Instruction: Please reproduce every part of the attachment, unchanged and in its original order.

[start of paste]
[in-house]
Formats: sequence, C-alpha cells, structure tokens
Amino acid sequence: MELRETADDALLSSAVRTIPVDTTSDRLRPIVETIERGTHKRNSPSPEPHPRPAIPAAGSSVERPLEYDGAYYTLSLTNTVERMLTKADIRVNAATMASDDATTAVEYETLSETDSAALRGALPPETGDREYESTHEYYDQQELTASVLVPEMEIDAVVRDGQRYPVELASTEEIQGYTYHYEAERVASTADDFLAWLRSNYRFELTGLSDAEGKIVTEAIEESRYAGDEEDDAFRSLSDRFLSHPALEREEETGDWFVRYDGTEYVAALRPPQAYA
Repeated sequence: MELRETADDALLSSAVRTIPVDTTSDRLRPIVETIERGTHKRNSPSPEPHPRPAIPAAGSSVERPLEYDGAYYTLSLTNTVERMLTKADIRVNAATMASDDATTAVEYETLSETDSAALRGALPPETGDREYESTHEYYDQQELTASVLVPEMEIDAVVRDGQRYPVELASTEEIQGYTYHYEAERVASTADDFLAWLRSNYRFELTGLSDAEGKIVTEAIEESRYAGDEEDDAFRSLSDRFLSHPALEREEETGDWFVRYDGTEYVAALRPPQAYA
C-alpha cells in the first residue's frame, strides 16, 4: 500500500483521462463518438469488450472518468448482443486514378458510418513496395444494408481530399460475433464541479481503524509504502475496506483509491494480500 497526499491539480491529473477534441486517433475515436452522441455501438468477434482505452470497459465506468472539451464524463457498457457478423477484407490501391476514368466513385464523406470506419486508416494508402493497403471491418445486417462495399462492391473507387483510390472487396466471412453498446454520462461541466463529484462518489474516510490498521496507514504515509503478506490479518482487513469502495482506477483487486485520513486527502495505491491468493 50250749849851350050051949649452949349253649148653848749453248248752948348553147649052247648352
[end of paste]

[in-house]
Formats: sequence, C-alpha cells, structure tokens
Amino acid sequence: MELRETADDALLSSAVRTIPVDTTSDRLRPIVETIERGTHKRNSPSPEPHPRPAIPAAGSSVERPLEYDGAYYTLSLTNTVERMLTKADIRVNAATMASDDATTAVEYETLSETDSAALRGALPPETGDREYESTHEYYDQQELTASVLVPEMEIDAVVRDGQRYPVELASTEEIQGYTYHYEAERVASTADDFLAWLRSNYRFELTGLSDAEGKIVTEAIEESRYAGDEEDDAFRSLSDRFLSHPALEREEETGDWFVRYDGTEYVAALRPPQAYA
Repeated sequence: MELRETADDALLSSAVRTIPVDTTSDRLRPIVETIERGTHKRNSPSPEPHPRPAIPAAGSSVERPLEYDGAYYTLSLTNTVERMLTKADIRVNAATMASDDATTAVEYETLSETDSAALRGALPPETGDREYESTHEYYDQQELTASVLVPEMEIDAVVRDGQRYPVELASTEEIQGYTYHYEAERVASTADDFLAWLRSNYRFELTGLSDAEGKIVTEAIEESRYAGDEEDDAFRSLSDRFLSHPALEREEETGDWFVRYDGTEYVAALRPPQAYA
C-alpha cells in the first residue's frame, strides 16, 4: 500500500483521462463518438469488450472518468448482443486514378458510418513496395444494408481530399460475433464541479481503524509504502475496506483509491494480500 497526499491539480491529473477534441486517433475515436452522441455501438468477434482505452470497459465506468472539451464524463457498457457478423477484407490501391476514368466513385464523406470506419486508416494508402493497403471491418445486417462495399462492391473507387483510390472487396466471412453498446454520462461541466463529484462518489474516510490498521496507514504515509503478506490479518482487513469502495482506477483487486485520513486527502495505491491468493 50250749849851350050051949649452949349253649148653848749453248248752948348553147649052247648352